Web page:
In certain circles of the internet that have overflowed into real life, there is fierce debate over whether my home exists. I am a lifelong resident of Central Jersey: the abdomen of the Garden State located between Interstates 78 and 195. Too often, I must defend the legitimacy of my homeland against philistines who only recognize North Jersey and South Jersey. (Fortunately, these arguments can be won with a nice, loud “C’mon!”)
That Central Jersey is real becomes most apparent when discussing sports. I-195 is the nominal line dividing the New York and Philadelphia markets, but it’s not a clean cut. Inexplicably, Philly fans and New York fans have bled over onto the wrongs sides of the divider, leading to fearsome clashes. (c’mon. C’mon! C’MON!!!!!) Truly, Central Jersey is the Debatable Lands of the American sports realm.
What this means is that no one around me is happy about Zack Wheeler. Mets fans didn’t want to lose him to a division rival. Phillies fans think he’s a waste of money. Yankees fans... don’t really care honestly, as long as they sign Gerrit Cole.
If you just look at the back-of-the-baseball-card stats, Wheeler’s contract does indeed look like an overpay. Five years, $118 million is a lot of money for 11-8 with a 3.96 ERA. With 195 strikeouts and 196 hits in 195 1⁄3 innings, he was about as average as possible last season. Of course, we know that you need to go beyond the box score (get it?) to find the true measure of a pitcher, especially when you’re projecting future performance.
The first thing that stands out about Wheeler is his elite velocity. The four-seamer averages 96.8 mph— fourth best in baseball by a starting pitcher behind Noah Syndergaard (97.8), Cole (97.2), and Jacob deGrom (96.9). He generates a 10.8 percent swinging strike rate and 22.8 percent whiffs per swing on the heater, both of which are above average.
Against left-handed hitters, the four-seamer becomes an even better weapon. Its swinging strike rate jumps to 13.7 percent, making it the seventh best four-seamer in baseball used by a righty starter against lefty batters. The pitchers ahead of him are Cole, Justin Verlander, Max Scherzer— those kind of guys.
With a dominant heater, you would expect Wheeler to thrive against opposite-side batters, but this hasn’t been true. He allowed a .328 wOBA vs. lefties compared to a .269 wOBA vs. righties. The reason is evident in his pitch usage:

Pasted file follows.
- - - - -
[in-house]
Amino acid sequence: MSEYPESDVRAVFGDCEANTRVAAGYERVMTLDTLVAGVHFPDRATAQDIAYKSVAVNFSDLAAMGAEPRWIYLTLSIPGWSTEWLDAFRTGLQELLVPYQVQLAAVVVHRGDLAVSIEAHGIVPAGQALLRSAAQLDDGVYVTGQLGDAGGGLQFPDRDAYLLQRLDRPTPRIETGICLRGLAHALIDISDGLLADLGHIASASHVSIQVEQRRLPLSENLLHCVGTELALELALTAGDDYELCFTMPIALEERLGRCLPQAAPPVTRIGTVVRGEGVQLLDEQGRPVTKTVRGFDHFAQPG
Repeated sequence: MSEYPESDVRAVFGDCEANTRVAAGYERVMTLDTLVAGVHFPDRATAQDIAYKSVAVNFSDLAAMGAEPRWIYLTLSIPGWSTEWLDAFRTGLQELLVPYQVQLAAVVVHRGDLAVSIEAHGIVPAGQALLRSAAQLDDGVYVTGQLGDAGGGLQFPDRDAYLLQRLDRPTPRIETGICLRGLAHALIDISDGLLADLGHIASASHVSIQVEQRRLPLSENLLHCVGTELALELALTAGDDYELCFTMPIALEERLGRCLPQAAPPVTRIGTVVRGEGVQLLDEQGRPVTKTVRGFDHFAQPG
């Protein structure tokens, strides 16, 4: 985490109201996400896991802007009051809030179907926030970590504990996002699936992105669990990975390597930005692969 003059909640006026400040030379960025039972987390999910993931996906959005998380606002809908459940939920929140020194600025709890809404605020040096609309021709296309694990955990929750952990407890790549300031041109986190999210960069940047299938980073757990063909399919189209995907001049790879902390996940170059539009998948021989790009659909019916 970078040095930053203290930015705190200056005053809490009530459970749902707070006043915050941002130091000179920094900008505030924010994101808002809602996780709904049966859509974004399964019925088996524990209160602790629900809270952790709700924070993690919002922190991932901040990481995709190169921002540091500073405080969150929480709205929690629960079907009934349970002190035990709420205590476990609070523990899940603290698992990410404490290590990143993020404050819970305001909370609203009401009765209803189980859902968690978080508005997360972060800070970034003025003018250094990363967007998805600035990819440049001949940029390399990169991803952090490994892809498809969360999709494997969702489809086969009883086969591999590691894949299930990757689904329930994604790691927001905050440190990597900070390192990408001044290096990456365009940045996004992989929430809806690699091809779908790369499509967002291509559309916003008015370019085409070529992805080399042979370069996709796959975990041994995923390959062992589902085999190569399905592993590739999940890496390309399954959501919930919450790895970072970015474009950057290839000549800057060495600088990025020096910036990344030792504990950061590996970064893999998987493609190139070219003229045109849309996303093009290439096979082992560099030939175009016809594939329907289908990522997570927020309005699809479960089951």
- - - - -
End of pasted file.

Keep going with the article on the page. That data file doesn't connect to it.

He used his best pitch less than ever against lefties in 2019, throwing the sinker much more. This runs contrary to what we’ve learned about the sinker and its general suckiness. True to form, opponents obliterated the sinker last season:
Wheeler vs. Left-Handed Hitters
It’s not so easy to just say, “ditch the sinker and throw everything else more.” With increased reliance, the other pitches might not be as effective. However, we’re not talking about a two or three-pitch hurler here. He’s got six different pitch types at his disposal, including one of the hardest fastballs in the game. He should be able to find plenty of ways to attack lefties without using his blatantly worst pitch.
The Cole Comp
Wheeler has ace stuff. That’s what the Phillies purchased, not his heretofore middling results. In fact, according to Baseball Savant, the pitcher his velocity and movement most closely resembles is Gerrit Cole.
It’s a bit much to expect Wheeler to suddenly mirror one of the top five pitchers in baseball, but not that long ago, Cole also produced merely average results. In 2017, his last year with the Pirates, he posted 196 strikeouts and 199 hits in 203 innings with a 100 ERA+. That’s nearly a perfect match for Wheeler’s 2019. The next year, he started using his sinker less and his slider more, and the rest is history.
Ditching the sinker isn’t the only change Cole made with the Astros. It’s naive to think that Wheeler could become an immediate Cy Young contender, but with his stuff it’s not impossible, either.
The biggest takeaway is that he ought to be better than he has been. With a few adjustments, could his future performance could be far more valuable than his contract? C’mon!
Daniel R. Epstein is an elementary special education teacher and president of the Somerset County Education Association. Tweets @depstein1983.